The latest clash between Thai and Cambodian troops over a disputed area surrounding the ancient Preah Vihear temple along the two countries’ border should be a wake-up call for ASEAN.
Years of negotiations have proved ineffective in resolving the crisis as Thailand’s insistence that the issue is a bilateral one has been sharply rejected by Cambodian Prime Minister Hun Sen. Hun Sen’s response has been to call for UN peacekeepers to be deployed to the area, a call that raises an interesting question—is it time for ASEAN to seriously consider a peacekeeping force?
Ad hoc ceasefire agreements reached after each clash have been too fragile and prone to being breached by both sides—every time a skirmish has broken out, each side has been quick to blame the other.Enjoying this article? Click here to subscribe for full access. Just $5 a month.
Political efforts to find a solution, meanwhile, have been complicated by the domestic politics of both countries. Hun Sen has been accused by his political opponents of exploiting the border dispute to maintain his tight grip over his country, while Thai Prime Minister Abhisit Vejjajiva, who is expected to dissolve the Thai parliament in early May, is loathe to appear weak heading into an election. All this is complicated by the close relationship between Hun Sen and the de facto leader of the Thai opposition, former Prime Minister Thaksin Shinawatra.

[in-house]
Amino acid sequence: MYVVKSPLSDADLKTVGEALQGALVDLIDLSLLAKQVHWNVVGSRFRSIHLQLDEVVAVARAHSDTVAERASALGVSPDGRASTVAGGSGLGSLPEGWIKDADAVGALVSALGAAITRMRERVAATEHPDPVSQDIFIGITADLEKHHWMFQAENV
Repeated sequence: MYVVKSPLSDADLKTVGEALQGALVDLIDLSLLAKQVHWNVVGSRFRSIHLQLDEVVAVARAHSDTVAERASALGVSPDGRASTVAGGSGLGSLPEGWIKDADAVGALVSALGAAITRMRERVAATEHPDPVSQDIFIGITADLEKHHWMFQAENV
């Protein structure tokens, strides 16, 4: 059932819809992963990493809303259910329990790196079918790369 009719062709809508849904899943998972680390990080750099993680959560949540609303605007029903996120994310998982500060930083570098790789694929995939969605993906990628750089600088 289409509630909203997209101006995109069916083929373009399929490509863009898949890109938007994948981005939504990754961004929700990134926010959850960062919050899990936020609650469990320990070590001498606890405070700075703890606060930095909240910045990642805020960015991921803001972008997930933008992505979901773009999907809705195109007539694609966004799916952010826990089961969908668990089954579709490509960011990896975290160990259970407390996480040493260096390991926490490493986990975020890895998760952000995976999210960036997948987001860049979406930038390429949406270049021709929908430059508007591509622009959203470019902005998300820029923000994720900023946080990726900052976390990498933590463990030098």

Indonesia, as chair of ASEAN, has played an outstanding role in trying to broker a resolution to the dispute, but it can only do so much. For example, it put proffered the suggestion of dispatching a team of Indonesian observers to monitor the disputed area to avoid further clashes. This proposal was reportedly actually agreed on by the political leaders of both sides in the dispute, but there have been suggestions that objections from the Thai military, which feels uneasy with the idea of having a third party present in the conflict zone, have meant the idea is still on hold.
The latest clash started late last month, and many observers believe it is the most serious so far. At the time of writing, the official death toll stood at 17, although this is expected to increase. A temporary, fragile ceasefire was reached between the two militaries last Thursday, but quickly broke down after only 10 hours, leaving a tense situation and the prospect of war looming over the border.
What can ASEAN do to prevent all-out conflict? It could start by pooling the resources of all member states—including Thailand and Cambodia—to establish and deploy a peacekeeping force at the first opportunity.
This wouldn’t be the first time such a force has been considered. Back in March 2004, Indonesia’s then-Foreign Minister Hassan Wirajuda moved to propose the establishment of a regional peacekeeping force. Indonesia’s current foreign minister, Marty Natalegawa, voiced his support back then, saying: ‘ASEAN countries should know one another better than anyone else, and therefore we should have the option for ASEAN countries to take advantage of an ASEAN peacekeeping force to be deployed if they so wish.’ However, the idea was opposed by a number of other foreign ministers, who noted ASEAN’s stated principle of non-interference in countries’ domestic affairs.